Change Your View to Understand Demographic Change

Image: Ernie Sapiro

When you hear or read the word “demographic” you likely picture statistics as they pertain to the population and the groups within it. 2017 VIBE keynote speaker and demographer Ken Gronbach wants to change your thinking. To him, demographics are the roadmap that leads to what’s next for your business. And while it may be contrary to a conventional approach, Gronbach wants part of your shift in thinking to include getting money out of your head. Instead, focus on people and information. Money has value, according to the keynote speaker, because we “pretend it does.” The value is in people. The people we have served, the people we serve currently, and the people we’re competing to serve in the future. Base your beverage decisions on people.

The industry, the country, and indeed the world are in the midst of transformation, and some of that includes population shifts and market changes. Change can seem like a four-letter word at times, but Gronbach sees opportunity. His keynote speech encouraged VIBE attendees (and readers) to look for opportunities and spend money to develop them. With the proper analysis and understanding of demographics – Gronbach’s wheelhouse – operators can more confidently identify and predict opportunity, no psychic ability needed.

"To predict the future you don't need a crystal ball, you simply need math," says Gronbach.

You also need vision. Beverage professionals, says the demographer, must be able to see ahead in order to succeed. One of the most effective methods of looking ahead accurately is to understand your “talent pool.” That is, understand the population and your market. Once you understand the critical mass of people, you will understand your business better. Large groups are very predictable: we all basically do the same things at different ages.

For example, Gronbach once worked for Honda. His understanding of the market was simple: If people are reaching the age when they buy motorcycles, Honda will sell more motorcycles. If that pool shrinks, Honda will see less motorcycle sales. So, how do you make that work for you? You count people. Gronbach suggests that you stop studying psychology and start counting people. Why? Because you need to understand the critical mass of your market.

People tend to think that demographics are difficult to understand, but Gronbach doesn’t see it that way. As he sees it, if your market is shrinking and the generation that’s heading your way is tiny, it doesn’t matter how great your products or services may be. It won’t matter how clever your marketing campaigns are, either: your business is going to go down. If the market coming your way is huge, you’re going to sell a lot more of whatever it is you sell.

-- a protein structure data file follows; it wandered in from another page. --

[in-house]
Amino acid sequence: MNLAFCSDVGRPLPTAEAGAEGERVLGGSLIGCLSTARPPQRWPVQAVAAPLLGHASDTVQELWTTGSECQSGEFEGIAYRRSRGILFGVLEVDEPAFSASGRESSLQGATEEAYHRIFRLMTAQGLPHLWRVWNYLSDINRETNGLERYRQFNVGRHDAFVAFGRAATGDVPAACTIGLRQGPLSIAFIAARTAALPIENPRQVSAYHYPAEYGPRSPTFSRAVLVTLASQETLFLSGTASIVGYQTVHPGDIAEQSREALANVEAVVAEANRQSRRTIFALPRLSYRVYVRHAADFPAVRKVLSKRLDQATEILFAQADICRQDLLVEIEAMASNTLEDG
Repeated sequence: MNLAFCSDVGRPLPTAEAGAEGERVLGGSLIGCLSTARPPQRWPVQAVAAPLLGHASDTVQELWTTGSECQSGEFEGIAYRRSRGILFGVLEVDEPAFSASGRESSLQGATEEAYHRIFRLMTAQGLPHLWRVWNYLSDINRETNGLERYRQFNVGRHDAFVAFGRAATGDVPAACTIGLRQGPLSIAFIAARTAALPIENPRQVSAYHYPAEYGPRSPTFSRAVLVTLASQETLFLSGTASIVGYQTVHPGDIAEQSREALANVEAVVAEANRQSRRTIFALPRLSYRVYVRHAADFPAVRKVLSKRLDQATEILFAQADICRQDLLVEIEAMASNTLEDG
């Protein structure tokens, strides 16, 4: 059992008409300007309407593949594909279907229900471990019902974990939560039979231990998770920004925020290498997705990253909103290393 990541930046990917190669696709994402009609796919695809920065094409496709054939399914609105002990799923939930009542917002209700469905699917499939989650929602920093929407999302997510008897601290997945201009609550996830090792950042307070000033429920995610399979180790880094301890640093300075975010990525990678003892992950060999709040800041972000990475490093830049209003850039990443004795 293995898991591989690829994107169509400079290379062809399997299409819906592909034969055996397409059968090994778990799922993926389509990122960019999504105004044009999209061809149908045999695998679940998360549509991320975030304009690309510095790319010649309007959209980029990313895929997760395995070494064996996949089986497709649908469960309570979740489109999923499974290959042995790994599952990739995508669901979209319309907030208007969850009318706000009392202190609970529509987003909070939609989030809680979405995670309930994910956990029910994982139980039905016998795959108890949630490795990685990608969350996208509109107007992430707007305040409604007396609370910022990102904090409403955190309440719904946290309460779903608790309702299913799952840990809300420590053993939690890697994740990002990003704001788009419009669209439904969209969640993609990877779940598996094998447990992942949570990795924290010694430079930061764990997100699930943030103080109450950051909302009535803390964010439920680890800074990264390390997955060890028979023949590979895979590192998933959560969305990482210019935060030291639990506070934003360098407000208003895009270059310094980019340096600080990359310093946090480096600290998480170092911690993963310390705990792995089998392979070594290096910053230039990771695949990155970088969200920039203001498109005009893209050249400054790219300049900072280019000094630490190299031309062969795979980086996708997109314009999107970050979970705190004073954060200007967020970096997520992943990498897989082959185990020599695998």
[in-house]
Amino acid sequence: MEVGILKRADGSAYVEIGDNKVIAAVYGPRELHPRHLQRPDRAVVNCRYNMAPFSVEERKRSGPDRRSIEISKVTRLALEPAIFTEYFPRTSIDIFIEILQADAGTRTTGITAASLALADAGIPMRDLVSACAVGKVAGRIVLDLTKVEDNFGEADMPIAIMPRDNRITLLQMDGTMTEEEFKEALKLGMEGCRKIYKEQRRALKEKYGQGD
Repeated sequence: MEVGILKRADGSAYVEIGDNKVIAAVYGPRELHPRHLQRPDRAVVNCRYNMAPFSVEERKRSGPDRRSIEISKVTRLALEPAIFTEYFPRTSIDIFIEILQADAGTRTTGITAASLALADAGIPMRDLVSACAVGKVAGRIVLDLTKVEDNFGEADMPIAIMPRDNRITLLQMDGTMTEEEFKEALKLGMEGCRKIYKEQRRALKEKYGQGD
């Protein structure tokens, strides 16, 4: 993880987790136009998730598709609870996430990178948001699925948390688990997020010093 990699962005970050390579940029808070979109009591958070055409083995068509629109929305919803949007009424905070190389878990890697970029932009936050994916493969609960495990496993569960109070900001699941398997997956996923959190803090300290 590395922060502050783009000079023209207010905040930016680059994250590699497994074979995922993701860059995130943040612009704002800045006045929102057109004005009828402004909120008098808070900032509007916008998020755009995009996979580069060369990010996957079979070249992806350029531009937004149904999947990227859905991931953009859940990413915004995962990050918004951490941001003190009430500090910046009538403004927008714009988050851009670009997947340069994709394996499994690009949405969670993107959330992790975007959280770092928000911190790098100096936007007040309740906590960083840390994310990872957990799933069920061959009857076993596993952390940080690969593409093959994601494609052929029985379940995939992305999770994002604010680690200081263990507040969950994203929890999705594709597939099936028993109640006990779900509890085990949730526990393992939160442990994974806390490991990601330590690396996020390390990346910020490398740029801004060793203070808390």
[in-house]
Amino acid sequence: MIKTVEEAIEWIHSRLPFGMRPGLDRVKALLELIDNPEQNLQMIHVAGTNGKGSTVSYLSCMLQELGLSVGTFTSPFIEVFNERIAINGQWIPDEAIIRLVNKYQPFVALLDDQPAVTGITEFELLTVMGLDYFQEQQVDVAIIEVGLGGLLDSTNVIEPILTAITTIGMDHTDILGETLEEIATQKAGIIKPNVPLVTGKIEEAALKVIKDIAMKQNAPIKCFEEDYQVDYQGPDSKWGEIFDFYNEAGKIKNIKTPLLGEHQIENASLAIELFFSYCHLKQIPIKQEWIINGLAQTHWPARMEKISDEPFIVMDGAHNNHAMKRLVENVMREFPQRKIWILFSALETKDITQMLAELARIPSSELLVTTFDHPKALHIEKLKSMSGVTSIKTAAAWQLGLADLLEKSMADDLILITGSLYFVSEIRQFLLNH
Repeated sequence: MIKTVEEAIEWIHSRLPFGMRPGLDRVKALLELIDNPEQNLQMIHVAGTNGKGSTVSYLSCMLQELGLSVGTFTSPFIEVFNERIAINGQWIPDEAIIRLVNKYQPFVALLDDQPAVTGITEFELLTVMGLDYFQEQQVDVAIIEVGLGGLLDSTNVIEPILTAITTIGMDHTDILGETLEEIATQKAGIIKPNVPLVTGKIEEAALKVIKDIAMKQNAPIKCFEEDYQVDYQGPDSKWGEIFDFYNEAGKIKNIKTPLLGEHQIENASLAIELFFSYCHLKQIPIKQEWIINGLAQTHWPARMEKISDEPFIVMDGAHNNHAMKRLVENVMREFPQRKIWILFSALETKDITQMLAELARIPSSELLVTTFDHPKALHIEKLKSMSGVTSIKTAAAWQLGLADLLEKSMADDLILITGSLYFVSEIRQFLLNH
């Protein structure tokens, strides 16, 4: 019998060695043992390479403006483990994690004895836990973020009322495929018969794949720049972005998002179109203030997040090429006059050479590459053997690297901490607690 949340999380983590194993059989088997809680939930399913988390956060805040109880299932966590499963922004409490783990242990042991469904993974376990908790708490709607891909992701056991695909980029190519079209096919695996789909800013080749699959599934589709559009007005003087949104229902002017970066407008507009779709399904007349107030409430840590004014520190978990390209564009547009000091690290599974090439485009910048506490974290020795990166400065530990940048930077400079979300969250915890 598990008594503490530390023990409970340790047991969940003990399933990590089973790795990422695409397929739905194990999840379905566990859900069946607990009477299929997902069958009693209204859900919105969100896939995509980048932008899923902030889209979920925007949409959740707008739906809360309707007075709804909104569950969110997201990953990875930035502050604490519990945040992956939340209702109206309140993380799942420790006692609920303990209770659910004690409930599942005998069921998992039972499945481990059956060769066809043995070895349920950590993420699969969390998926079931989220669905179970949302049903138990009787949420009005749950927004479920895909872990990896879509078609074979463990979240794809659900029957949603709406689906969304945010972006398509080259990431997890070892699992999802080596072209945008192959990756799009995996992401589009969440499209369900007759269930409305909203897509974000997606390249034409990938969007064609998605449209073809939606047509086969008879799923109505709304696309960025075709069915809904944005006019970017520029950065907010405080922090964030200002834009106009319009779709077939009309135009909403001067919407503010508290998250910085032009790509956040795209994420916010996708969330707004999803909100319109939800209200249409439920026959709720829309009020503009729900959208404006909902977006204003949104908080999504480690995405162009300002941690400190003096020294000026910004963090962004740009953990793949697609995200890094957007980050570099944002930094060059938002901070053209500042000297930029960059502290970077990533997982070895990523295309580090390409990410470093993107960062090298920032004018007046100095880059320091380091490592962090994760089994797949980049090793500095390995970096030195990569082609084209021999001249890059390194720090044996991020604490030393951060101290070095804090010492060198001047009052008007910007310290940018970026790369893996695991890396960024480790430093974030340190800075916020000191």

Following that line, things are looking good for America. Gronbach noted during his keynote that the US is the only industrialized nation having babies. That is, of course, significant: without them we don't have consumers. Luckily, your market is growing. You haven't yet reaped the benefit of Gen Y, the generation Gronbach identifies as being between the ages 13 to 32.

As you can doubtless understand by now, demography requires good information. That means you need to dedicate resources to research. Fortunately, Gronbach is a research and interpretation machine, and he shared some of his findings during his keynote, which I will now share with you.


On overpopulation:

We're not going to overpopulate the world because we're having fewer and fewer kids. We'll likely reach 10B (we’ve reached 7B so far) people and then drop.


On growth:

Africa should reach 4B people by 2050 once those countries develop consistent health care, improvements in technology, widespread access to food and clean water, etc.


On Baby Boomers, Gen X and Gen Y:

Don't count the Baby Boomer demographic out. They account for 78.2M people as opposed to Gen X which is made up of just at 69.5M. There are 86M people identified as Gen Y.


More on Baby Boomers:

Baby Boomers are "descending on Florida like locusts." This means the beverage industry will be influenced there, because Boomers like to go out. Healthcare and eldercare will explode.


More on Gen Y:

In the workplace they require purpose, transparency and integrity, fairness and empathy, technology-focused employers, and they won't work for somebody “mean.” This group will set records with the amount of weddings they will have, and they'll need reception venues and beverages for those weddings. 25M housing units are needed because of Gen Y; the economy is housing and housing is the economy.


On women consumers:

Look for women to lead, and expect women to outnumber men in colleges in the United States.


On the Latino consumer:

Latino immigration to US was 40M for Gen X, filling in exactly where we needed those people. Right now, 17% of the US population is made up of Latinos. If you’re not resonating with this demographic, you’re not succeeding.


On the Asian consumer:

Asian people make up 5% of our nation. Gronbach predicts that number will be 10% as more Asians move the United States.

Finally, Gronbach left 2017 VIBE Conference attendees with this: There are three types of people in the world, those who can count and those who can't.

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